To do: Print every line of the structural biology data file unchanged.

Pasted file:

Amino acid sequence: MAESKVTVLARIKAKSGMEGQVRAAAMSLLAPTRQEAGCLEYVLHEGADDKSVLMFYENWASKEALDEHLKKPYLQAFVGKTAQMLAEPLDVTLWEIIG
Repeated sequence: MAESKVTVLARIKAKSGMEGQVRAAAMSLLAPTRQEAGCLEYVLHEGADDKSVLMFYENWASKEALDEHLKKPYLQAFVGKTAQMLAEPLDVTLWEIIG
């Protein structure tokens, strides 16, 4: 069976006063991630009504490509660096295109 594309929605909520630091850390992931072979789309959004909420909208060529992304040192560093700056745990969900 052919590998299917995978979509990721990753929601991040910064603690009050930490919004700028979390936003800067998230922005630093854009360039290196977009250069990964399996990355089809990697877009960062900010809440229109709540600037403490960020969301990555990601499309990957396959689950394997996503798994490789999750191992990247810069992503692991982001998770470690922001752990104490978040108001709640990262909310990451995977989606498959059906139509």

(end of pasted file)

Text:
Amino acid sequence: MAESKVTVLARIKAKSGMEGQVRAAAMSLLAPTRQEAGCLEYVLHEGADDKSVLMFYENWASKEALDEHLKKPYLQAFVGKTAQMLAEPLDVTLWEIIG
Repeated sequence: MAESKVTVLARIKAKSGMEGQVRAAAMSLLAPTRQEAGCLEYVLHEGADDKSVLMFYENWASKEALDEHLKKPYLQAFVGKTAQMLAEPLDVTLWEIIG
């Protein structure tokens, strides 16, 4: 069976006063991630009504490509660096295109 594309929605909520630091850390992931072979789309959004909420909208060529992304040192560093700056745990969900 052919590998299917995978979509990721990753929601991040910064603690009050930490919004700028979390936003800067998230922005630093854009360039290196977009250069990964399996990355089809990697877009960062900010809440229109709540600037403490960020969301990555990601499309990957396959689950394997996503798994490789999750191992990247810069992503692991982001998770470690922001752990104490978040108001709640990262909310990451995977989606498959059906139509």